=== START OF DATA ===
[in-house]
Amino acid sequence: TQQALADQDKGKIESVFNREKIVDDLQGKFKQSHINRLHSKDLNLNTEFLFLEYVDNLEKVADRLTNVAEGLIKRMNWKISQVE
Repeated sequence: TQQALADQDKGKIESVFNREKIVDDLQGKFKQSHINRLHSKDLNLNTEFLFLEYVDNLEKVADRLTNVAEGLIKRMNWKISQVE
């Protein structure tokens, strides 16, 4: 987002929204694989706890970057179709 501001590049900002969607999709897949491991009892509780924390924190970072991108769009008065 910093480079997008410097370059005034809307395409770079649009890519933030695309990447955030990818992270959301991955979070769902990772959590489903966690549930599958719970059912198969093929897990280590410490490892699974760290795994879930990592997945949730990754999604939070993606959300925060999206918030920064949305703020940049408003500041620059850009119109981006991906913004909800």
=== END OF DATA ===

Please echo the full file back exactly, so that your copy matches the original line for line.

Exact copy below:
[in-house]
Amino acid sequence: TQQALADQDKGKIESVFNREKIVDDLQGKFKQSHINRLHSKDLNLNTEFLFLEYVDNLEKVADRLTNVAEGLIKRMNWKISQVE
Repeated sequence: TQQALADQDKGKIESVFNREKIVDDLQGKFKQSHINRLHSKDLNLNTEFLFLEYVDNLEKVADRLTNVAEGLIKRMNWKISQVE
């Protein structure tokens, strides 16, 4: 987002929204694989706890970057179709 501001590049900002969607999709897949491991009892509780924390924190970072991108769009008065 910093480079997008410097370059005034809307395409770079649009890519933030695309990447955030990818992270959301991955979070769902990772959590489903966690549930599958719970059912198969093929897990280590410490490892699974760290795994879930990592997945949730990754999604939070993606959300925060999206918030920064949305703020940049408003500041620059850009119109981006991906913004909800």